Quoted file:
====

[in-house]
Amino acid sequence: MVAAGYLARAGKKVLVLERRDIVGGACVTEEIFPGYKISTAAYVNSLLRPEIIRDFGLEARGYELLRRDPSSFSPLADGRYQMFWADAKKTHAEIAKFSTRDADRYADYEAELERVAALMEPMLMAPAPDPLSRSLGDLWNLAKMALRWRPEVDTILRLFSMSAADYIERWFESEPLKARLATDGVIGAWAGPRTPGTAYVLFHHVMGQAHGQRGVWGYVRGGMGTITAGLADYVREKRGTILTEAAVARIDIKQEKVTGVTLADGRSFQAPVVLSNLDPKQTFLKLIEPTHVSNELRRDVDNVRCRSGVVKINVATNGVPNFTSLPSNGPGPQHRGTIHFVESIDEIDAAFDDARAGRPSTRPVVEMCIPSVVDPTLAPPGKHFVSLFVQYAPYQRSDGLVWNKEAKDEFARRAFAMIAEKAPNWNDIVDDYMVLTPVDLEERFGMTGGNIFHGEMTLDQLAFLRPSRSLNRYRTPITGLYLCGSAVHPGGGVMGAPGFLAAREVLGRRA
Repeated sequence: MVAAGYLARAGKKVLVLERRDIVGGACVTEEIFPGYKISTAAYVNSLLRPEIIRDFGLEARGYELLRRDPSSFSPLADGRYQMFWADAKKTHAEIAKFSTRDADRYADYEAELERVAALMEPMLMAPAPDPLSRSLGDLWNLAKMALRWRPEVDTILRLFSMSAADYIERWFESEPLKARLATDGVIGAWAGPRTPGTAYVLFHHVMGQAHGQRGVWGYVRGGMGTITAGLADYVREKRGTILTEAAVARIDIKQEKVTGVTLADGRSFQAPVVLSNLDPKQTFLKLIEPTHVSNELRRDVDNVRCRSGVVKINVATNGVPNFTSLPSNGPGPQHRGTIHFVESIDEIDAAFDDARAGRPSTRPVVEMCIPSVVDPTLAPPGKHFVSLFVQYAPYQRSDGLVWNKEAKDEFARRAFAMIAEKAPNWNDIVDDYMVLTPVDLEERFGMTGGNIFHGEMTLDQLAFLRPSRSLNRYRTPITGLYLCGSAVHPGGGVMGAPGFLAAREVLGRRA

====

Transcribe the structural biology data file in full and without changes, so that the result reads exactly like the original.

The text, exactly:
[in-house]
Amino acid sequence: MVAAGYLARAGKKVLVLERRDIVGGACVTEEIFPGYKISTAAYVNSLLRPEIIRDFGLEARGYELLRRDPSSFSPLADGRYQMFWADAKKTHAEIAKFSTRDADRYADYEAELERVAALMEPMLMAPAPDPLSRSLGDLWNLAKMALRWRPEVDTILRLFSMSAADYIERWFESEPLKARLATDGVIGAWAGPRTPGTAYVLFHHVMGQAHGQRGVWGYVRGGMGTITAGLADYVREKRGTILTEAAVARIDIKQEKVTGVTLADGRSFQAPVVLSNLDPKQTFLKLIEPTHVSNELRRDVDNVRCRSGVVKINVATNGVPNFTSLPSNGPGPQHRGTIHFVESIDEIDAAFDDARAGRPSTRPVVEMCIPSVVDPTLAPPGKHFVSLFVQYAPYQRSDGLVWNKEAKDEFARRAFAMIAEKAPNWNDIVDDYMVLTPVDLEERFGMTGGNIFHGEMTLDQLAFLRPSRSLNRYRTPITGLYLCGSAVHPGGGVMGAPGFLAAREVLGRRA
Repeated sequence: MVAAGYLARAGKKVLVLERRDIVGGACVTEEIFPGYKISTAAYVNSLLRPEIIRDFGLEARGYELLRRDPSSFSPLADGRYQMFWADAKKTHAEIAKFSTRDADRYADYEAELERVAALMEPMLMAPAPDPLSRSLGDLWNLAKMALRWRPEVDTILRLFSMSAADYIERWFESEPLKARLATDGVIGAWAGPRTPGTAYVLFHHVMGQAHGQRGVWGYVRGGMGTITAGLADYVREKRGTILTEAAVARIDIKQEKVTGVTLADGRSFQAPVVLSNLDPKQTFLKLIEPTHVSNELRRDVDNVRCRSGVVKINVATNGVPNFTSLPSNGPGPQHRGTIHFVESIDEIDAAFDDARAGRPSTRPVVEMCIPSVVDPTLAPPGKHFVSLFVQYAPYQRSDGLVWNKEAKDEFARRAFAMIAEKAPNWNDIVDDYMVLTPVDLEERFGMTGGNIFHGEMTLDQLAFLRPSRSLNRYRTPITGLYLCGSAVHPGGGVMGAPGFLAAREVLGRRA